How Google’s Design is Dictated by Dollars

After living through the Bronze Age, the the Iron Age, and even an Ice Age or two, humanity has reached what may very well be known to future historians as “The Google Age,” where even the most obscure information is just an internet search away.

Today, Google is much more than just search. Using their revenue gained from selling advertising, Google has given birth to a huge range of ventures including Calico (research and development biotech company), GV and Google Capital (both venture capital investment firms), X (a semi-secret research and development facility), Google Fiber and Nest Labs home automation. Its non-search ventures have become so successful, in fact, that Alphabet Inc. was created as a parent company to help wrangle all their disparate interests.

Beyond providing instant answers and a bit of interactive fun via its trademark Doodles, Google is a driving force of industry innovation and a source of inspiration (and occasionally, frustration) for website owners everywhere, to the tune of billions.

Crawling and sorting and analyzing the 60 trillion pages that make up the modern Internet takes a fair degree of high-tech wizardry, and Google is constantly updating its search and indexing technology. Every year, Google makes about 500-600 changes to its search algorithms (that’s more than once a day on average). These changes range from minor updates to results formatting and display, to the more rare major algorithmic changes that shake up the entire web.

And even minor updates can have a big impact on search results — and, by extension, the success of websites that show up in those results. Given that landing on the first page means a bite at 95% of all search traffic, understanding the ins and out of Google magic is a key part of online success, not to mention many careers. The ability to understand how to rank higher in search engine results is a valuable skill, and demand for SEO specialists is still rising. It’s a full-time job just keeping up with all of Google’s algorithm changes.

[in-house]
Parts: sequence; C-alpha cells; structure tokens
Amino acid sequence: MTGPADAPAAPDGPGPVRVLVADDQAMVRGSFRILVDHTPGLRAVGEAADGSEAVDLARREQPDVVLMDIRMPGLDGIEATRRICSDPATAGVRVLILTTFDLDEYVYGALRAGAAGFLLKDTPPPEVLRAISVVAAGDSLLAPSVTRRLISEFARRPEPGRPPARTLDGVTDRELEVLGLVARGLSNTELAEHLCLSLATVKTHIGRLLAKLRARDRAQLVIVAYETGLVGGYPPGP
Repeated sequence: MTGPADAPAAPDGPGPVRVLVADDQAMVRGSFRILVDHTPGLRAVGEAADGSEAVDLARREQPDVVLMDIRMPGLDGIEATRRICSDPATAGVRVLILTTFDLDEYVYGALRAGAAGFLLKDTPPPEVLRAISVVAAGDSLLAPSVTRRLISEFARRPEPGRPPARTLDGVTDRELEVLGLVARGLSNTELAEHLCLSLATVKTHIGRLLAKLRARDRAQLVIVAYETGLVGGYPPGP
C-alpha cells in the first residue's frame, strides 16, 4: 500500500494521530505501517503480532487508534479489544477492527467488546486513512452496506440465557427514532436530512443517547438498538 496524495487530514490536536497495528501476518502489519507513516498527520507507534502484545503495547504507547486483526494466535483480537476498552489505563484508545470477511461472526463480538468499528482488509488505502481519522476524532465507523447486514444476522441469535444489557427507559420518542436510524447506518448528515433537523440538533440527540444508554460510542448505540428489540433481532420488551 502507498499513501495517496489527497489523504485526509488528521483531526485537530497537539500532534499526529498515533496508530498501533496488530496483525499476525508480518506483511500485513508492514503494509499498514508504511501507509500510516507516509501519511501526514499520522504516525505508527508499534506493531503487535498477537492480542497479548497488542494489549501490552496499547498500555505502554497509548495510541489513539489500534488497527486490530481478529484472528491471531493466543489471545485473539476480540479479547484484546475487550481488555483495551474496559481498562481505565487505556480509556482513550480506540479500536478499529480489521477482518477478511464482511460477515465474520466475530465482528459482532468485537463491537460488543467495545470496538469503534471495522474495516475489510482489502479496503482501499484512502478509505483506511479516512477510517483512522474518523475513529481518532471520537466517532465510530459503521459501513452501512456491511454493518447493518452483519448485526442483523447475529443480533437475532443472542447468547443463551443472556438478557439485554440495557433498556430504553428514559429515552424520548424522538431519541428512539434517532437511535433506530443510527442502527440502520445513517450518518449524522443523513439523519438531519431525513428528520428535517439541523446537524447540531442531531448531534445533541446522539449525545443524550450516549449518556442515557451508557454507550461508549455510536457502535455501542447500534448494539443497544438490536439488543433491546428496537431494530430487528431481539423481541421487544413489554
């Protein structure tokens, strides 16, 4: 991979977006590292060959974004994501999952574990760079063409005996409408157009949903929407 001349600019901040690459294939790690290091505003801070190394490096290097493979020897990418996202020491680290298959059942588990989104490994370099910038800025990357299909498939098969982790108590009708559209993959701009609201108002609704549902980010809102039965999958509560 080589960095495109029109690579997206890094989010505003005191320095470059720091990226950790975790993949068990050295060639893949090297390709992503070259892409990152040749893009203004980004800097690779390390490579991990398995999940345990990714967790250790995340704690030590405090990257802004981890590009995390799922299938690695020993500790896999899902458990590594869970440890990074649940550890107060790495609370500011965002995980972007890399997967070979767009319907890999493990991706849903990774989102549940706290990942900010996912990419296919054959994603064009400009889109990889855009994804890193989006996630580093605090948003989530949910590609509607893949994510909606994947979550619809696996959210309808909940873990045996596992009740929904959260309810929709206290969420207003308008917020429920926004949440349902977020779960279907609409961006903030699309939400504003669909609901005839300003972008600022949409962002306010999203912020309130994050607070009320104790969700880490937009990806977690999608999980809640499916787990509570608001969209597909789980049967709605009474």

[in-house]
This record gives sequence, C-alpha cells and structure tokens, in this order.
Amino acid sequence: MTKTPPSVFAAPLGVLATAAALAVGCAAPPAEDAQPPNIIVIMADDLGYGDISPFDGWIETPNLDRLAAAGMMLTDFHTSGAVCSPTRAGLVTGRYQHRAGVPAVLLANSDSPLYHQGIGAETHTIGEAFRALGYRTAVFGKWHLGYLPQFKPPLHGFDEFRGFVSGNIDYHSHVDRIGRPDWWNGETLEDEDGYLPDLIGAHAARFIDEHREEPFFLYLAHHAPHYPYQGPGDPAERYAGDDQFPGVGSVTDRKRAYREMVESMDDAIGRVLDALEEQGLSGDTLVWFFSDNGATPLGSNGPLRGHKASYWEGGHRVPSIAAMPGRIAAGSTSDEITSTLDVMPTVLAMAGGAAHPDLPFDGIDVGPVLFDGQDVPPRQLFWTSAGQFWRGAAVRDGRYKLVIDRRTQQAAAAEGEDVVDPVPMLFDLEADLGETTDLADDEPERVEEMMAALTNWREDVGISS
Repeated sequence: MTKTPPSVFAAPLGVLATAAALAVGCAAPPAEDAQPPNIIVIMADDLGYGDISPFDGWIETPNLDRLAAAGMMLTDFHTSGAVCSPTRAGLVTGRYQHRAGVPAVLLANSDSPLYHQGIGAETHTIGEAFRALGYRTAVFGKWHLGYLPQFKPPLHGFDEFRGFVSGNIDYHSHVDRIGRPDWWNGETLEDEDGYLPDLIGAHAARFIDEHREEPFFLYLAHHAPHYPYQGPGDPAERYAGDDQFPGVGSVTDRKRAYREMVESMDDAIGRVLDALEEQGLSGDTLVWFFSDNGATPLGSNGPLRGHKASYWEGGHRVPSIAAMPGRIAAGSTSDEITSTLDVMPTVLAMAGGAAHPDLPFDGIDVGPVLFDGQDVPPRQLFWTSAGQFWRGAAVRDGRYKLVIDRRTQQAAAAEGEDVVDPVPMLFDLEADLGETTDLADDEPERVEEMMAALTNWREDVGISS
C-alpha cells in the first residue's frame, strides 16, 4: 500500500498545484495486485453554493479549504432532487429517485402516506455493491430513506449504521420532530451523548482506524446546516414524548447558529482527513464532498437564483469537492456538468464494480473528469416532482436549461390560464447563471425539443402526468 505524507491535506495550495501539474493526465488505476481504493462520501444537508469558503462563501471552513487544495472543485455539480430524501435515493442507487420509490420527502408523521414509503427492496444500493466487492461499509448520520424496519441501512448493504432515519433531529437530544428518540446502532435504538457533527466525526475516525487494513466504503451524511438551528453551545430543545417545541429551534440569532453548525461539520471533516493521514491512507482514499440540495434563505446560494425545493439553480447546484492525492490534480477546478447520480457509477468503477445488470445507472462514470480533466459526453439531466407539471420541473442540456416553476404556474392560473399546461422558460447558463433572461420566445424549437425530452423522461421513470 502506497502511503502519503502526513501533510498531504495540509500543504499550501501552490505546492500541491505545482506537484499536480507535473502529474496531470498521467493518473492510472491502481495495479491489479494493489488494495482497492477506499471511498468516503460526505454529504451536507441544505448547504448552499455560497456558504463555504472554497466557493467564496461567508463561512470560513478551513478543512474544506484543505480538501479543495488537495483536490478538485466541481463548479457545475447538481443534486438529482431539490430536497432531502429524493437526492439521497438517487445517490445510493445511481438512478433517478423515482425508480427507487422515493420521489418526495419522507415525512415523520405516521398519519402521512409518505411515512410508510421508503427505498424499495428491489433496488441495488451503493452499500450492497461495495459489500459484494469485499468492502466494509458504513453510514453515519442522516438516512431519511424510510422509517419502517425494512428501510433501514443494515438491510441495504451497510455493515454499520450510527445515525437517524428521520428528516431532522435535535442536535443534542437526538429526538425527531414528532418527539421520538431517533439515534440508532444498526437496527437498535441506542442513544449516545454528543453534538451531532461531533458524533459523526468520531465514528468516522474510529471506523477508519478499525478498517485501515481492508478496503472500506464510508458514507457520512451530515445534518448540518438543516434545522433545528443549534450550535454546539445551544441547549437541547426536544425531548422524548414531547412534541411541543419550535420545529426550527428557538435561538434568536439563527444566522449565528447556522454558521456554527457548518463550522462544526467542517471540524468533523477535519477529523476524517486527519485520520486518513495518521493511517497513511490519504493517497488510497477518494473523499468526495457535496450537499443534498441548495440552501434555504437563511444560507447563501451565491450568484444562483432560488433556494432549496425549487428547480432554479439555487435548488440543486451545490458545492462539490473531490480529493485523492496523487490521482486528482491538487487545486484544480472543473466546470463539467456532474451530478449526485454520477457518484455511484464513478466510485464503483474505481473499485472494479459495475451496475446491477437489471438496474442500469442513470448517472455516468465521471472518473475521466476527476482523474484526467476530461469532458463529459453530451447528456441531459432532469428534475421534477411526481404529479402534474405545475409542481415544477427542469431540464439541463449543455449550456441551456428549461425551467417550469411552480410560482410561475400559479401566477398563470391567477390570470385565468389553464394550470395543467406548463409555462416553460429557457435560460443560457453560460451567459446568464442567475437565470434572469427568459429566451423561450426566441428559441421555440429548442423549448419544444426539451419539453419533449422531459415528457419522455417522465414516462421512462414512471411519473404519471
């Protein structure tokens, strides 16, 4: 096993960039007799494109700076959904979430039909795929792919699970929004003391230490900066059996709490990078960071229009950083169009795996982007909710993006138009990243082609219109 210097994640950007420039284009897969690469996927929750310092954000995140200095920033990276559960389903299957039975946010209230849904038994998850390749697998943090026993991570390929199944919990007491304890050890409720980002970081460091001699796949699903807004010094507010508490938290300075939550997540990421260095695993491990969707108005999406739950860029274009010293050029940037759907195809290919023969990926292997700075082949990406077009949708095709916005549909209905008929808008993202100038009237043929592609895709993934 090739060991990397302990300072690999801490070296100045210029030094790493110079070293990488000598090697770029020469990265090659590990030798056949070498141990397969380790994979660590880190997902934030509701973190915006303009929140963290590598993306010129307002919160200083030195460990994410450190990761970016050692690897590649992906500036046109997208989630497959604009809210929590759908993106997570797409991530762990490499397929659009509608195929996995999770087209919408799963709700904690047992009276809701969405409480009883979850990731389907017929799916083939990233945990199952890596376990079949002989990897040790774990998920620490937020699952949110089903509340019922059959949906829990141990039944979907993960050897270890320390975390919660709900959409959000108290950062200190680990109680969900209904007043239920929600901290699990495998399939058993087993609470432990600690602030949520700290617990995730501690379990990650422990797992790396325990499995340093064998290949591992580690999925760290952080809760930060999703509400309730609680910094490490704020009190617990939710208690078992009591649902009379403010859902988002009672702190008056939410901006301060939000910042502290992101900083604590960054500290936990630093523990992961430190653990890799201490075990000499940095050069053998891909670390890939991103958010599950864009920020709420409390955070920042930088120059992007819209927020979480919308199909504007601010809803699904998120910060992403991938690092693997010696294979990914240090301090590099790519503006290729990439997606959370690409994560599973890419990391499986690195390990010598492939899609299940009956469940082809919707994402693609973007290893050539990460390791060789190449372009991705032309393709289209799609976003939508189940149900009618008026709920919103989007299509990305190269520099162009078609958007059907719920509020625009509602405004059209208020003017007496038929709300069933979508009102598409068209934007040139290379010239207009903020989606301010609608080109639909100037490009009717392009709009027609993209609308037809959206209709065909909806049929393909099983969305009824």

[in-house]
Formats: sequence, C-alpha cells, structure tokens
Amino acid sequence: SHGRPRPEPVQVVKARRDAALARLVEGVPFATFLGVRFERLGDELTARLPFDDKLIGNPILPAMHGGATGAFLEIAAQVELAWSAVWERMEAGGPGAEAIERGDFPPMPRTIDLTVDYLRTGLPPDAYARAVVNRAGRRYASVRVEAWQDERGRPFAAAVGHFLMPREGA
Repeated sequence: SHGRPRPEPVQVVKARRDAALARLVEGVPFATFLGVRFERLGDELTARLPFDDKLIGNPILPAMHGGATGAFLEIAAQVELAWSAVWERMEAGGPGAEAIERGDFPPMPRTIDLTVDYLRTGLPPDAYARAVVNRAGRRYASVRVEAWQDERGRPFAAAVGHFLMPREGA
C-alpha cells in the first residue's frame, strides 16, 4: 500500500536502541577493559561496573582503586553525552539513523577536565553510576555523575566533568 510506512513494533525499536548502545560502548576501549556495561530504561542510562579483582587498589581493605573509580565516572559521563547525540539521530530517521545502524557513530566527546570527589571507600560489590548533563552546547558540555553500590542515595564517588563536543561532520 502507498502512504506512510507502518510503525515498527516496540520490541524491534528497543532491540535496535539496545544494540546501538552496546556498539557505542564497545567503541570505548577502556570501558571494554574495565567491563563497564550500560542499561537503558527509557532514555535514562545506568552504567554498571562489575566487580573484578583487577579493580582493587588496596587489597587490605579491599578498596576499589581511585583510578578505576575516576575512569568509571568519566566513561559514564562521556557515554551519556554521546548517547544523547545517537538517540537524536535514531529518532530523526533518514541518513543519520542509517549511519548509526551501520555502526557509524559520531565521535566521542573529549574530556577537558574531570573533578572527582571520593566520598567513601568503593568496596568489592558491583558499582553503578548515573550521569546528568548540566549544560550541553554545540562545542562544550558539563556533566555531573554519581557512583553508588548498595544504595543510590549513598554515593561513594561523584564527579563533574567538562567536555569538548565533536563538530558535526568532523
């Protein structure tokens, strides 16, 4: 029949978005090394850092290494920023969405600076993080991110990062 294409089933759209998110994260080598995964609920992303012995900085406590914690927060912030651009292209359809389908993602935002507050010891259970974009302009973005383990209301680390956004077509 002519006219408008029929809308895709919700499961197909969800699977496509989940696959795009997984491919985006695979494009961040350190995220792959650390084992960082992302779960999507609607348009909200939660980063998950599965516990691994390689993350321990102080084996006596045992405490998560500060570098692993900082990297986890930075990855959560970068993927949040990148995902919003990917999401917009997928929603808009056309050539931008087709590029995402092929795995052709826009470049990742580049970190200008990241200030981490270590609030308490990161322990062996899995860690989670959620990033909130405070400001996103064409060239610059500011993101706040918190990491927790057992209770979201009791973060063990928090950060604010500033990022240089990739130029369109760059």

Beginning with Panda in 2011, Updates to Google’s algorithm have attempted to improve search results by removing spam and dropping “low quality” sites from the top results. Panda affected the rankings of one out of every 10 websites on the web. Google ranks a site’s quality based on a number of factors, including the depth and accuracy of the information presented, whether the site signals trustworthiness to its visitors, sources and quality control, etc.

With Penguin and subsequent updates, Google levies heavy search penalties against sites with a “link profile” that contains links to low-quality sites, paid links, or links to pages with “over-optimized” anchor text. Besides Panda, changes in results formatting, authorship/attribution, and localization, along with other customizations make finding the right search results easier, but they also make creating high-quality content more important than ever. Website owners can’t count on ranking high just by mass producing low quality, keyword stuffed content that regurgitates other sources. Instead, content that is original and valuable to readers is increasingly rewarded as Google’s algorithms grow in sophistication.

Subsequent changes include advanced predictive searching (based on results other users have found useful with searches similar to yours), reformatted, context-dependent Search Engine Results Pages (SERPs), and more. With every update, walking the line between content that’s Google-friendly and content that gets kicked to virtual curb becomes less of a process and more of an art form. Instead of writing content for search engines, content must be written for readers in order to be rewarded by Google’s new algorithms.

And while mastering that art form can certainly be worth the time and effort, the companies taking the time and money to do so are major cash cows for Google. Over 95% of Google’s billions of dollars in revenue come from selling ads. In fact, companies seeking the top advertising spots paid almost $38 billion in advertising fees to Google in 2011 alone. Advertising on Google is a solid strategy that pays off for many industries, since that’s where their customers are.

As Google continues to create an Internet experience that’s both more intuitive and more customized than ever before, site owners, Web designers, and search engine optimization (SEO) specialists will no doubt continue their struggles to the top of the heap by playing by Google’s rules — and lining their coffers.

Google Design Changes

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